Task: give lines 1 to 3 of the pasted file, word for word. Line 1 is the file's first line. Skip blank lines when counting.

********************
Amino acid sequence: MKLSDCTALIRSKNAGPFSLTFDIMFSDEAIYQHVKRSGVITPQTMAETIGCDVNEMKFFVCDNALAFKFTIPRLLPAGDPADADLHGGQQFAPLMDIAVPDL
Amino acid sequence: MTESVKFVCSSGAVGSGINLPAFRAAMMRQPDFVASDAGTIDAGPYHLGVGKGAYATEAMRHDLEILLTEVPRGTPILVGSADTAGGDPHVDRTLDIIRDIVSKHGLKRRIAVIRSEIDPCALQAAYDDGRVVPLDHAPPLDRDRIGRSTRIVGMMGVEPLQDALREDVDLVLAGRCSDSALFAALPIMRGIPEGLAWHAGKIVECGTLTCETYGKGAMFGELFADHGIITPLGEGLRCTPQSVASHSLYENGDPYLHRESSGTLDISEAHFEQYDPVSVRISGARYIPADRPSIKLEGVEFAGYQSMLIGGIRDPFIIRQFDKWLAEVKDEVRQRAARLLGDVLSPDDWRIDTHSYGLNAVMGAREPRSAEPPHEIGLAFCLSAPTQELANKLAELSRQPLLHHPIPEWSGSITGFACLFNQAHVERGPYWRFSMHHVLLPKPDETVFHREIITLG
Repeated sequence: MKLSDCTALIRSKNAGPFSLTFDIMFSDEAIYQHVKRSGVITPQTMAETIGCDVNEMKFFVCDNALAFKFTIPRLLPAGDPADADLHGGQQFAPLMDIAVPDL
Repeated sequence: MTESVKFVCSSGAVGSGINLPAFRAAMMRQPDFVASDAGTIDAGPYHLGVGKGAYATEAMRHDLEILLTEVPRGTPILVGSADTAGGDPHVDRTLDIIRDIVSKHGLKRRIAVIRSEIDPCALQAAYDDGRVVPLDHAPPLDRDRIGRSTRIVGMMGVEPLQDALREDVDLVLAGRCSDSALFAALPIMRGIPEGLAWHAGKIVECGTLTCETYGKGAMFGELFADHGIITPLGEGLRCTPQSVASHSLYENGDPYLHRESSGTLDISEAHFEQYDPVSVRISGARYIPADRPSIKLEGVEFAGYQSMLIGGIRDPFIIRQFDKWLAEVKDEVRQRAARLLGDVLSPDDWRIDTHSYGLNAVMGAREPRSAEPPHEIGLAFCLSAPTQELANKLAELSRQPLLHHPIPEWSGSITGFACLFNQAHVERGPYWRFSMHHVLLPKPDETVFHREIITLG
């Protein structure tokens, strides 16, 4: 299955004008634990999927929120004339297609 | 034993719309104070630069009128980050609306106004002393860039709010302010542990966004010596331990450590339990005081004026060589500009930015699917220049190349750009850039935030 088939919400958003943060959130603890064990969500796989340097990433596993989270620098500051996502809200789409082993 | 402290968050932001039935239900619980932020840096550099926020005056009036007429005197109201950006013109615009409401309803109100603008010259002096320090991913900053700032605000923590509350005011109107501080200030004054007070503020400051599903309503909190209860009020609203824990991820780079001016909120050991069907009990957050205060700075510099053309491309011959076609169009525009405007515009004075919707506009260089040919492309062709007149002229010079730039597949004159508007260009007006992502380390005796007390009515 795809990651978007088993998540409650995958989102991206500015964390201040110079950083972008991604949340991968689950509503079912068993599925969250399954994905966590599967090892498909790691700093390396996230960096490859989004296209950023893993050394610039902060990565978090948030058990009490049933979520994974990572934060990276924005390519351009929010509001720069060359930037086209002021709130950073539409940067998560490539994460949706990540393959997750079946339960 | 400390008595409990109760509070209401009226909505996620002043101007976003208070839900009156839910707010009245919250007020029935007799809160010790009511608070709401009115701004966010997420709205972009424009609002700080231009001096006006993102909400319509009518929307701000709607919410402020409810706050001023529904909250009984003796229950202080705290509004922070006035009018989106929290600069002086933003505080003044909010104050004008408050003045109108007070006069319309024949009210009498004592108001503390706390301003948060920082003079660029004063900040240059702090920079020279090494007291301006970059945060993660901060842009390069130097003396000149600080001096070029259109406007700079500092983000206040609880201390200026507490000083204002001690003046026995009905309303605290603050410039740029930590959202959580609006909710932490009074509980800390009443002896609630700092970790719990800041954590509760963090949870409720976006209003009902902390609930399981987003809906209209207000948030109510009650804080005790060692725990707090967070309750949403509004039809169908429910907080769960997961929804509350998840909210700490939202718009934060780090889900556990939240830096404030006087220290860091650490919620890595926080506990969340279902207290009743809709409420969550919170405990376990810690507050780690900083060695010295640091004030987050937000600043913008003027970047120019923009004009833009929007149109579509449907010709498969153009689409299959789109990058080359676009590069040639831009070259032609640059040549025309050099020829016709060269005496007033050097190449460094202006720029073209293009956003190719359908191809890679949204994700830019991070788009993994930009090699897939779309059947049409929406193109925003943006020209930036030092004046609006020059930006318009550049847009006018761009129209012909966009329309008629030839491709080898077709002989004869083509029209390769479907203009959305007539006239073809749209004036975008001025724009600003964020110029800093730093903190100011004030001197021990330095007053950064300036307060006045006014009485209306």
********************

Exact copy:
Amino acid sequence: MKLSDCTALIRSKNAGPFSLTFDIMFSDEAIYQHVKRSGVITPQTMAETIGCDVNEMKFFVCDNALAFKFTIPRLLPAGDPADADLHGGQQFAPLMDIAVPDL
Amino acid sequence: MTESVKFVCSSGAVGSGINLPAFRAAMMRQPDFVASDAGTIDAGPYHLGVGKGAYATEAMRHDLEILLTEVPRGTPILVGSADTAGGDPHVDRTLDIIRDIVSKHGLKRRIAVIRSEIDPCALQAAYDDGRVVPLDHAPPLDRDRIGRSTRIVGMMGVEPLQDALREDVDLVLAGRCSDSALFAALPIMRGIPEGLAWHAGKIVECGTLTCETYGKGAMFGELFADHGIITPLGEGLRCTPQSVASHSLYENGDPYLHRESSGTLDISEAHFEQYDPVSVRISGARYIPADRPSIKLEGVEFAGYQSMLIGGIRDPFIIRQFDKWLAEVKDEVRQRAARLLGDVLSPDDWRIDTHSYGLNAVMGAREPRSAEPPHEIGLAFCLSAPTQELANKLAELSRQPLLHHPIPEWSGSITGFACLFNQAHVERGPYWRFSMHHVLLPKPDETVFHREIITLG
Repeated sequence: MKLSDCTALIRSKNAGPFSLTFDIMFSDEAIYQHVKRSGVITPQTMAETIGCDVNEMKFFVCDNALAFKFTIPRLLPAGDPADADLHGGQQFAPLMDIAVPDL